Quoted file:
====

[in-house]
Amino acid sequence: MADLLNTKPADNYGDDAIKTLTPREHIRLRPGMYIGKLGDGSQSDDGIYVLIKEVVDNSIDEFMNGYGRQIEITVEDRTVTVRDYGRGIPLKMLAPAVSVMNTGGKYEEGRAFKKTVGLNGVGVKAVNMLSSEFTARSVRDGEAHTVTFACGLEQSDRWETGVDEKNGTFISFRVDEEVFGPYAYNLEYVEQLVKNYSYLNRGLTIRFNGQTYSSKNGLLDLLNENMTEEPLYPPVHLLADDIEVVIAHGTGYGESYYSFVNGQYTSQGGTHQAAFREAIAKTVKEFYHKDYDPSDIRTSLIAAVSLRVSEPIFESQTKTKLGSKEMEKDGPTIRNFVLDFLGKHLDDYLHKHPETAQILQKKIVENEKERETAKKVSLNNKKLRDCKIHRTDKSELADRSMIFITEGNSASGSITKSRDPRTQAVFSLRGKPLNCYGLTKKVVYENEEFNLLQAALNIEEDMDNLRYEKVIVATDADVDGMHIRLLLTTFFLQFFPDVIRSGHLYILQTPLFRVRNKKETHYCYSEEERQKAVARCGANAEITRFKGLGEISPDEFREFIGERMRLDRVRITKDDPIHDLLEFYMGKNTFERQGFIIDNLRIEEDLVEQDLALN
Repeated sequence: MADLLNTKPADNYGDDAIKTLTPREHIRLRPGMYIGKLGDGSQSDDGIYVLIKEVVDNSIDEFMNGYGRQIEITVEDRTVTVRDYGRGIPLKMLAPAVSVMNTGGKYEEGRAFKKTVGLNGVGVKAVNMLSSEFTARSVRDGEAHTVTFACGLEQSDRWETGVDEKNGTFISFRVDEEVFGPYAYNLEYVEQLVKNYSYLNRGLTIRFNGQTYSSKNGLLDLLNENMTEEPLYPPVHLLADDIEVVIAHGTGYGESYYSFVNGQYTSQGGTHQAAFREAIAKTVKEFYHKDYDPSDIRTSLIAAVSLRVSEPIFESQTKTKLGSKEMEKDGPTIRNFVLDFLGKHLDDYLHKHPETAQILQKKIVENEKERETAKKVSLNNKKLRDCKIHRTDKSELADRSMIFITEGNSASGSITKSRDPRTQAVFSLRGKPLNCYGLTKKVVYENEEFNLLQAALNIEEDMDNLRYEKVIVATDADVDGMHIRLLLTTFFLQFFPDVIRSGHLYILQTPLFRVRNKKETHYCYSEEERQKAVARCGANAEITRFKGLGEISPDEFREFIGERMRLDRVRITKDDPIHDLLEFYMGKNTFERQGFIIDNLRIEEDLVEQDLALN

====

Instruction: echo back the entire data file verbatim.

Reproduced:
[in-house]
Amino acid sequence: MADLLNTKPADNYGDDAIKTLTPREHIRLRPGMYIGKLGDGSQSDDGIYVLIKEVVDNSIDEFMNGYGRQIEITVEDRTVTVRDYGRGIPLKMLAPAVSVMNTGGKYEEGRAFKKTVGLNGVGVKAVNMLSSEFTARSVRDGEAHTVTFACGLEQSDRWETGVDEKNGTFISFRVDEEVFGPYAYNLEYVEQLVKNYSYLNRGLTIRFNGQTYSSKNGLLDLLNENMTEEPLYPPVHLLADDIEVVIAHGTGYGESYYSFVNGQYTSQGGTHQAAFREAIAKTVKEFYHKDYDPSDIRTSLIAAVSLRVSEPIFESQTKTKLGSKEMEKDGPTIRNFVLDFLGKHLDDYLHKHPETAQILQKKIVENEKERETAKKVSLNNKKLRDCKIHRTDKSELADRSMIFITEGNSASGSITKSRDPRTQAVFSLRGKPLNCYGLTKKVVYENEEFNLLQAALNIEEDMDNLRYEKVIVATDADVDGMHIRLLLTTFFLQFFPDVIRSGHLYILQTPLFRVRNKKETHYCYSEEERQKAVARCGANAEITRFKGLGEISPDEFREFIGERMRLDRVRITKDDPIHDLLEFYMGKNTFERQGFIIDNLRIEEDLVEQDLALN
Repeated sequence: MADLLNTKPADNYGDDAIKTLTPREHIRLRPGMYIGKLGDGSQSDDGIYVLIKEVVDNSIDEFMNGYGRQIEITVEDRTVTVRDYGRGIPLKMLAPAVSVMNTGGKYEEGRAFKKTVGLNGVGVKAVNMLSSEFTARSVRDGEAHTVTFACGLEQSDRWETGVDEKNGTFISFRVDEEVFGPYAYNLEYVEQLVKNYSYLNRGLTIRFNGQTYSSKNGLLDLLNENMTEEPLYPPVHLLADDIEVVIAHGTGYGESYYSFVNGQYTSQGGTHQAAFREAIAKTVKEFYHKDYDPSDIRTSLIAAVSLRVSEPIFESQTKTKLGSKEMEKDGPTIRNFVLDFLGKHLDDYLHKHPETAQILQKKIVENEKERETAKKVSLNNKKLRDCKIHRTDKSELADRSMIFITEGNSASGSITKSRDPRTQAVFSLRGKPLNCYGLTKKVVYENEEFNLLQAALNIEEDMDNLRYEKVIVATDADVDGMHIRLLLTTFFLQFFPDVIRSGHLYILQTPLFRVRNKKETHYCYSEEERQKAVARCGANAEITRFKGLGEISPDEFREFIGERMRLDRVRITKDDPIHDLLEFYMGKNTFERQGFIIDNLRIEEDLVEQDLALN